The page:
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Tivoli differs from other theme parks I have visited in that it doesn't rely on state-of-the-art roller coasters. The only roller coaster it does have is a tame affair dating all the way back to 1914. So for parents who don't have nerves of steel this is an ideal place to take the children.

Since opening in 1843, Tivoli has managed to retain many of its original traditions, such as performing artists, musical pantomimes and the Tivoli Boys Guard.

The first thing you notice on entering the park is its wonderful garden setting, full of flowers and picturesque lakes. The only flashing neon light area is the park's permanent fun fair.

Not to be missed are the park's many live-theatre shows: the Chinese Peacock Theatre presents a drama without words in a Punch-and-Judy style, and on the Lawn Stage, amateur dancers, singers, musicians and gymnasts display their skills. For younger kids, there's a dedicated children's theatre, Valmuen, where dolls and actors perform fairy tales.

If you can keep your children awake it's also worth staying up to see the thousands of lamps that are lit all around the park after dusk. On Wednesdays and Saturdays there's also a firework display. Our kids really enjoyed themselves and, to this day, they still delight in singing "wonderful, wonderful, Copenhagen".

Best for: Traditionalists.

Worst for: Roller-coaster Lovers.

Admission price: Low season adults pounds 3.50. children pounds 1.80. High season adults pounds 4.10 and children pounds 2.30. Additional charges for some of the rides.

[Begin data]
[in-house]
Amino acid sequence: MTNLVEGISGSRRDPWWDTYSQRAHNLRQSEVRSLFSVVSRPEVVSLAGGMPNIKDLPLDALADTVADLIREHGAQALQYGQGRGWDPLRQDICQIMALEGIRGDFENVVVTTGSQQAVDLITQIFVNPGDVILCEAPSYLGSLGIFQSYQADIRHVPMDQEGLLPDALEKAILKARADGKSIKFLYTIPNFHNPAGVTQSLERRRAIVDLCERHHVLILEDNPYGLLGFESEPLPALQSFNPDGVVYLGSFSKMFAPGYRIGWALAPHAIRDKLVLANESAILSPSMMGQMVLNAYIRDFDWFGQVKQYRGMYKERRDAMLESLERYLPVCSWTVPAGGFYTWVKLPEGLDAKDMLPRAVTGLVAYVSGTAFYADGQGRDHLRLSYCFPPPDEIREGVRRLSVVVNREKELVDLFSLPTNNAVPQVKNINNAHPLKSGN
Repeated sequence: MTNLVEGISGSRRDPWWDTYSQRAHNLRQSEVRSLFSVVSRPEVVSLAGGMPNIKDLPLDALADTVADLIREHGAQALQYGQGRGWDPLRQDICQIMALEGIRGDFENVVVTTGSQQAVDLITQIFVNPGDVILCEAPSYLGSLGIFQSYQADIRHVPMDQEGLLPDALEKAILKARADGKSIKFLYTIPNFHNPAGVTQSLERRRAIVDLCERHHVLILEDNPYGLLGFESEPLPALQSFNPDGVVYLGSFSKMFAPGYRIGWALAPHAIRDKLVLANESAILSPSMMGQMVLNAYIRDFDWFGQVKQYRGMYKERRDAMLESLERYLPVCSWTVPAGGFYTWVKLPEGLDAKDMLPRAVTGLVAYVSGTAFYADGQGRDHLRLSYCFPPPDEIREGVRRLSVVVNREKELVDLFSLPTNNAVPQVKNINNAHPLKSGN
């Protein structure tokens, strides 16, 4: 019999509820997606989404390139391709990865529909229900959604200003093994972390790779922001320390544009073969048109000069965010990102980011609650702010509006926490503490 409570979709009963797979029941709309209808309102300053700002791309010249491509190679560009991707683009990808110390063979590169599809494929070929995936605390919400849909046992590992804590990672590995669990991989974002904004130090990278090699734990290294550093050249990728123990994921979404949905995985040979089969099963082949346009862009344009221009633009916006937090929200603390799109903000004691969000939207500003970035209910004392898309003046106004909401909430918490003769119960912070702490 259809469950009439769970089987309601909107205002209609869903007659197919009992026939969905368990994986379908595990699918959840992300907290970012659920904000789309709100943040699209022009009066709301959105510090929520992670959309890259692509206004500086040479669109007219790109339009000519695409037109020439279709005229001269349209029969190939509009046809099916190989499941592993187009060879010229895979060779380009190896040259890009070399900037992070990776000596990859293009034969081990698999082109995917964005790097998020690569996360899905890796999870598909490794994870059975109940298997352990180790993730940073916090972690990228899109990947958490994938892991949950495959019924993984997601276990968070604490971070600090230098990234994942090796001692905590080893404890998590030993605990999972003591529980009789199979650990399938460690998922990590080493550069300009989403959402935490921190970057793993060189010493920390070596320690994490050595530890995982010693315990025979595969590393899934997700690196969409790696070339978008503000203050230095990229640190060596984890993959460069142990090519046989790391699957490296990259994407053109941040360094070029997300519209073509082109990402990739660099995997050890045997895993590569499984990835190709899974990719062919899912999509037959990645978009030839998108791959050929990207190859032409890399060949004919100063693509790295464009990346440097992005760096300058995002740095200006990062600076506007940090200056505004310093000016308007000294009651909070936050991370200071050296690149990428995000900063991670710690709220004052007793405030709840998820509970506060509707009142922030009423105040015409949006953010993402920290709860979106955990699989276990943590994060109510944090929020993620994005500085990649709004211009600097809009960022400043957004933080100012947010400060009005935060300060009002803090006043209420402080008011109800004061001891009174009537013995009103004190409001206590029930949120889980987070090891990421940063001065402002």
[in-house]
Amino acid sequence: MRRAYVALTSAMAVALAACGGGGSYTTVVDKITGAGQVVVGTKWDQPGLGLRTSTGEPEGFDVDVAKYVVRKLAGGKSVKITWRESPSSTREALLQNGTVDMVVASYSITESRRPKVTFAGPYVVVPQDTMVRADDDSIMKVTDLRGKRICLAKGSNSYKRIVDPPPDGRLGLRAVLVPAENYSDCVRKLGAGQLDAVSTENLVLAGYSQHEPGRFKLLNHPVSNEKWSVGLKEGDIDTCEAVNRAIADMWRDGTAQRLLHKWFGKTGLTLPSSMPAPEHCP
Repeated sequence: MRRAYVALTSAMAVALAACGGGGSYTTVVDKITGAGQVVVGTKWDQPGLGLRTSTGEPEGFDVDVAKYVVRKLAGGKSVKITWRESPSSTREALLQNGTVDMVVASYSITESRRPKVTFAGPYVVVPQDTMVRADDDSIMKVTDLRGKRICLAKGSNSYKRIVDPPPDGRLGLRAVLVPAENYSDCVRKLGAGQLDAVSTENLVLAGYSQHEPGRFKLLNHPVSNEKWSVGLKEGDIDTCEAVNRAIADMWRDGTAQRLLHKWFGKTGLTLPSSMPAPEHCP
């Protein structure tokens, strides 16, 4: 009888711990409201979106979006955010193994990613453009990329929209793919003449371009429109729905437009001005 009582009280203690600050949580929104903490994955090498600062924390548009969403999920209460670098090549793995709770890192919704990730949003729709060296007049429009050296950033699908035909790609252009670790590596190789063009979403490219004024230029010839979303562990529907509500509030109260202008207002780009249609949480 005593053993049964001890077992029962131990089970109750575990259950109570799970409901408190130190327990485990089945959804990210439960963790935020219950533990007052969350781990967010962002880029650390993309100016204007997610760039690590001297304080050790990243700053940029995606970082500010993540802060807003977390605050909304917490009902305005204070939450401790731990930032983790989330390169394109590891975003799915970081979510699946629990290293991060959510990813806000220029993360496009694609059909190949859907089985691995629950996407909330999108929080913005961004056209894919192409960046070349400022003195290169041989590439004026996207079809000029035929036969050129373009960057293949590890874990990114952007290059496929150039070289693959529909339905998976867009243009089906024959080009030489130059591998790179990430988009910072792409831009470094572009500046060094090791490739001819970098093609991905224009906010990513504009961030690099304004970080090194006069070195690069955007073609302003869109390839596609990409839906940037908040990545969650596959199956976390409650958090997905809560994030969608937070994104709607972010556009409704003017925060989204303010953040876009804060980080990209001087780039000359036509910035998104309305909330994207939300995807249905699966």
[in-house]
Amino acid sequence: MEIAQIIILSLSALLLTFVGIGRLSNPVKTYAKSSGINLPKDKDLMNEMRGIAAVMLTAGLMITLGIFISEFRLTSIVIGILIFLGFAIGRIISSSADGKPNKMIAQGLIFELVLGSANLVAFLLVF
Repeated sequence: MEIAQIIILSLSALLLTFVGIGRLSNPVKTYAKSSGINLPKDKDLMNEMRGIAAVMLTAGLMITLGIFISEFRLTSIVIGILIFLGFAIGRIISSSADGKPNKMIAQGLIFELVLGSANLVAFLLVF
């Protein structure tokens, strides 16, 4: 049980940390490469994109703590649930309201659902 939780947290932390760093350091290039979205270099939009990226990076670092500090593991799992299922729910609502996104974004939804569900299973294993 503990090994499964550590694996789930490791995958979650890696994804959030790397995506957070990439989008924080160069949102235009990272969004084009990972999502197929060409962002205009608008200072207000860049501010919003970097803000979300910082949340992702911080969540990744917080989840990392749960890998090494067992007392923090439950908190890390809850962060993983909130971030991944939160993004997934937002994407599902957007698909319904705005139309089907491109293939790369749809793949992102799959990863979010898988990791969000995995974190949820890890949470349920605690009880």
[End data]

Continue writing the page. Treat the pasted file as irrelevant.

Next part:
Opening times: Summer season 23 April to 26 September. Open daily from 11am until midnight, Friday and Saturday from 11am until 1am.

Food and drink: There are around 30 different places to eat ranging from gourmet and grills to fast food. Average meal costs for children are between pounds 3 and pounds 6, adults pounds 6 upwards. Soft drinks are around pounds 1. You're also permitted to take your own food into the park.

Best for adults: Explore the Nyhavn Docks area which is full of cafes that spill out on to cobbled streets. You can also take a day trip to Sweden - ferries leave frequently from Nyhavn Docks.

Getting there: If you are staying in Copenhagen, invest in a "Copenhagen Card" which costs around pounds 17, pounds 27 or pounds 34 for one, two or three days (children between five and 11 are half price). This covers bus and rail and also gives free admission to 60 museums and sights in and around Copenhagen.

Nearest city: Tivoli is situated right in the centre of Copenhagen, with good bus connections and excellent facilities for cycling within the inner city area. Sights include Hans Christian Andersen's house, the Round Museum

(Runde Taarn), Bakken in Klampenborg (the oldest amusement park in the World) and Amalienborg Palace.

Best time to go: April to October.

Sample package price: A two-night stay at the four-star Nyhavn Hotel costs from pounds 313 for adults with no reductions for children. This package includes flights with Maersk Air. Book through Thomson Breakaway (tel: 0181-210 4500).

Further information:

Contact the Danish Tourist Board, 55 Sloane Street, London SW1X 9SY. (tel: 0171-259 5959).

Rating: 6/10

The author travelled with her two children, Lewis (aged 7) and Craig (aged 5).